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Civil Disobedience Versus Violence

Updated: May 14

As more universities enter the fray of institutions whose students are strongly protesting violence against Palestinian civilians in Gaza, critical thinking is needed more than ever. The press and digital media contributors to the ongoing discussion should take care to convey facts and not incendiary slogans. Not all forms of protest are legally acceptable in the United States, but also, not all forms of controlling or extinguishing them by police or other institutional authorities are legal or appropriate. These critical distinctions are quickly muted in the mainstream rush to report upon what is transpiring on campuses across the U.S.

Leadership of protests is essential. At some campuses, protestors who participate must sign an agreement to conduct themselves according to clear guidelines stipulated to by the organizers of the protest. This is the only way to ensure that protestors' right to safely practice their constitutional right to civil disobedience and protest is upheld. Conversely, there is no excuse whatsoever for police violence here; none. Our nation has been down this road before, and we should have learned from our recent history regarding violent reactions to student protest.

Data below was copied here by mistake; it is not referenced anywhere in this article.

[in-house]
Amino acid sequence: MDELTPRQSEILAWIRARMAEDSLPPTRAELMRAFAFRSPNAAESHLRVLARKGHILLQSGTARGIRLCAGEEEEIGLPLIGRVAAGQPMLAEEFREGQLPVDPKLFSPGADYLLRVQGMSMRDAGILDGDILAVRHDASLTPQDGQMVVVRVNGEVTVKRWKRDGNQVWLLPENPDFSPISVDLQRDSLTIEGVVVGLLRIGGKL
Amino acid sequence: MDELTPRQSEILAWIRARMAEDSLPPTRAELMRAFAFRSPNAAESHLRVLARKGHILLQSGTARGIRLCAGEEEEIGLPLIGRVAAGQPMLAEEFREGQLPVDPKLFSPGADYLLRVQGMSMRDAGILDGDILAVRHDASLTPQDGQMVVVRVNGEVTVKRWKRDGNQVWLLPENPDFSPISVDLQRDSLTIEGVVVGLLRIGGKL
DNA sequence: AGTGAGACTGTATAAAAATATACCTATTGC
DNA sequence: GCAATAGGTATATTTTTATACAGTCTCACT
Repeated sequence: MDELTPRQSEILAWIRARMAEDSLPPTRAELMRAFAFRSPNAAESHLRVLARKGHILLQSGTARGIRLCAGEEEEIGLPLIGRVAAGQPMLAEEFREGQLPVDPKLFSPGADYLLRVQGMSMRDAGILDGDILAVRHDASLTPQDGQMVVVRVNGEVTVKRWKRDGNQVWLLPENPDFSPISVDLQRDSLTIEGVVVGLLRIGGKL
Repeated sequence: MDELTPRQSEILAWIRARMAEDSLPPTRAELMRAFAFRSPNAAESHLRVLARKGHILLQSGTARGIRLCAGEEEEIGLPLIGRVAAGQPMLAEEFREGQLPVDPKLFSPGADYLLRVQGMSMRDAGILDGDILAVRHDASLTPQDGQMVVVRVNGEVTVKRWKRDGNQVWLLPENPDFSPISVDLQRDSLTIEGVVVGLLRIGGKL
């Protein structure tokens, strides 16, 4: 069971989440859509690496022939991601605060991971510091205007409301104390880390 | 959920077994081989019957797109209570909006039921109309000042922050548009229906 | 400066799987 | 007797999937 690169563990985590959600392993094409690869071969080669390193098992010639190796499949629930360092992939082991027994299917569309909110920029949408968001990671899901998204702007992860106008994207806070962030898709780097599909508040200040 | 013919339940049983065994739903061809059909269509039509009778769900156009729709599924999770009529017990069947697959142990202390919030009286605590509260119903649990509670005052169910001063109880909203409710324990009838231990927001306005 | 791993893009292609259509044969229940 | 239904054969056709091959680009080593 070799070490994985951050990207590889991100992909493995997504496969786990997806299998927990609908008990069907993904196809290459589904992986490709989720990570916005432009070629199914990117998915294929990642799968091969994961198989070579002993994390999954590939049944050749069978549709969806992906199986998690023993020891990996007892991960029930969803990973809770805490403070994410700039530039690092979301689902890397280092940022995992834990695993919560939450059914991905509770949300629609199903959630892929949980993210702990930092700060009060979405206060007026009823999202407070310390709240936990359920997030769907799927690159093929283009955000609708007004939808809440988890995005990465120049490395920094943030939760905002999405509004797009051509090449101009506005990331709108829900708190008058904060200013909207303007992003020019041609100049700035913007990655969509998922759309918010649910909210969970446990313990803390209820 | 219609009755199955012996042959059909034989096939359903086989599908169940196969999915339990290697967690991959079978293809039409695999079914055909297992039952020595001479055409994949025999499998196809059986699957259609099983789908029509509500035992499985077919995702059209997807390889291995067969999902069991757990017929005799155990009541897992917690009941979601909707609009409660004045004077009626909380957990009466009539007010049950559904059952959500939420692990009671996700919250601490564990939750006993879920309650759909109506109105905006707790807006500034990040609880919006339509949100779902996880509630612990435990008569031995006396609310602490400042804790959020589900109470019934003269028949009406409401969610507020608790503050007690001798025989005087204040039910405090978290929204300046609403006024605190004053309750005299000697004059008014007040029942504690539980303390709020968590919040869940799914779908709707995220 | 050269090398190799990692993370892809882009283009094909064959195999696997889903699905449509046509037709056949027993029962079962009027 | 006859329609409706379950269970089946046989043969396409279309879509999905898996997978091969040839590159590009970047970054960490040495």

The administrations of campuses experiencing large protests must adhere to their own codified policies regarding peaceful protest, and should desist from alienating students who are pursuing their own beliefs in a sanctioned action of civil protest. Violence from either side, together with blanket disparaging of cultural, ethnic, religious or other identity groups cannot be tolerated. Normalization of hate speech has become a slippery slope whereby those voicing protests with less political power in a given context are held to an inconsistent standard of conduct that favors one voice over another. Given our nation's checkered past in the Middle East, American higher education leaders have an obligation to treat all of their students with equal care and respect. They must be given the benefit of the doubt to allow them to engage in the critical thinking that higher education promotes and treasures.

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